Sparing you the gritty details, fecal transplants introduce the bacteria of a healthy person’s feces to another person’s gastrointestinal tract where the bacteria can thrive. It’s a treatment that has proven successful in treating people infected by a bacterium that can inflame the colon and is linked to diarrhea and serious intestinal conditions.(3)

It’s not just our feces that can affect us, either. It probably goes without saying that feces in general is something you don’t want to come in contact with since it can be a source of some unhealthy things. Cat feces, for example, can carry a parasite that affects memory and reading skills in children.(4)

 

Why Does This Matter?

All this research suggests that our diet could change the microbiome in our gut and may alter our risk factor for physical and mental conditions.

So if you are having trouble focusing or aren’t feeling emotionally well, it might be some bacteria in your gut that’s giving you a hard time. If your gut is the root cause of your difficulties, or the root cause of any issue that seems to only be related to the brain like, say, anxiety or depression or trouble sleeping—if we can consider the gut to be the root cause of such conditions, then we may be able to support those conditions with something as simple as changing what we eat.

The potential solution, then, would be to expose ourselves to more kinds of bacteria, which are especially present in fresh vegetables. For a list of diets that may support specific conditions, check out our list of food remedies.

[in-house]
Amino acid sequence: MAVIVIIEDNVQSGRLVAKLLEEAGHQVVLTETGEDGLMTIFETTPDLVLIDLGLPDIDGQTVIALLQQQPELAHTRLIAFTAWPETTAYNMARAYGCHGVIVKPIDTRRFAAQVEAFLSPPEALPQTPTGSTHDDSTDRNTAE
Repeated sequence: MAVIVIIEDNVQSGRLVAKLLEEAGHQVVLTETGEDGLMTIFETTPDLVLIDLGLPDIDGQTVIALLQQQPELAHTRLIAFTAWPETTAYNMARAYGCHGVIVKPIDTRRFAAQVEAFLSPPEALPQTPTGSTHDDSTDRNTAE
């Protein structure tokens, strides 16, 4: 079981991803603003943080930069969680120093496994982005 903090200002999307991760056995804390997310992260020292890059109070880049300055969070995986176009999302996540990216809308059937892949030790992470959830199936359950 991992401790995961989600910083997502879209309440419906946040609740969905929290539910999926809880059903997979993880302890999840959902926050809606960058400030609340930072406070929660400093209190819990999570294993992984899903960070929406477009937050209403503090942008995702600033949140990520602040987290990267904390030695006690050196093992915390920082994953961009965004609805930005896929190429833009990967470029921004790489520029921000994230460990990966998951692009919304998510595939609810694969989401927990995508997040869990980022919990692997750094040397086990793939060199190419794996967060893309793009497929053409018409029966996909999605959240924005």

Something else to consider is the ingestion of probiotics to introduce healthy bacteria to our system. These good bacteria could do more for us than modern medicine can, supporting:

  • The control of “bad” bacteria that are linked to diseases
  • The proliferation of more good bacteria
  • The promotion of mineral absorption and vitamin production, absorption, and consumption
  • The elimination of toxins
  • Weight management
  • And, most relevantly, the improvement of one’s mood and mental wellbeing

While you can get some probiotics from foods like organic yogurt, it’s important to be aware of which probiotics those foods have. The three probiotic strains you’ll likely want to be on the lookout for are Lactobacillus, E. coli, and Bifidobacteria, as they support your intestinal tract and may strengthen your intestinal wall. Be aware of which strains your foods contain, and consider taking a high-quality probiotic like Probiotic Synergy™ to support the diversity of your gut microflora.

If you ever feel like your mind isn’t running optimally, consider your gut to be at fault and alter your diet to try to solve it. After all, your gut’s the one in control.

 

Sources:

  1. http://www.kavlifoundation.org/science-spotlights/mind-bending-power-bacteria#.WCDBvuErI2I
  2. http://genomebiology.biomedcentral.com/articles/10.1186/s13059-016-1052-7
  3. http://www.nejm.org/doi/full/10.1056/NEJMoa1205037#t=article
  4. http://www.ibtimes.com.au/owning-cats-can-make-kids-perform-poorly-school-1450935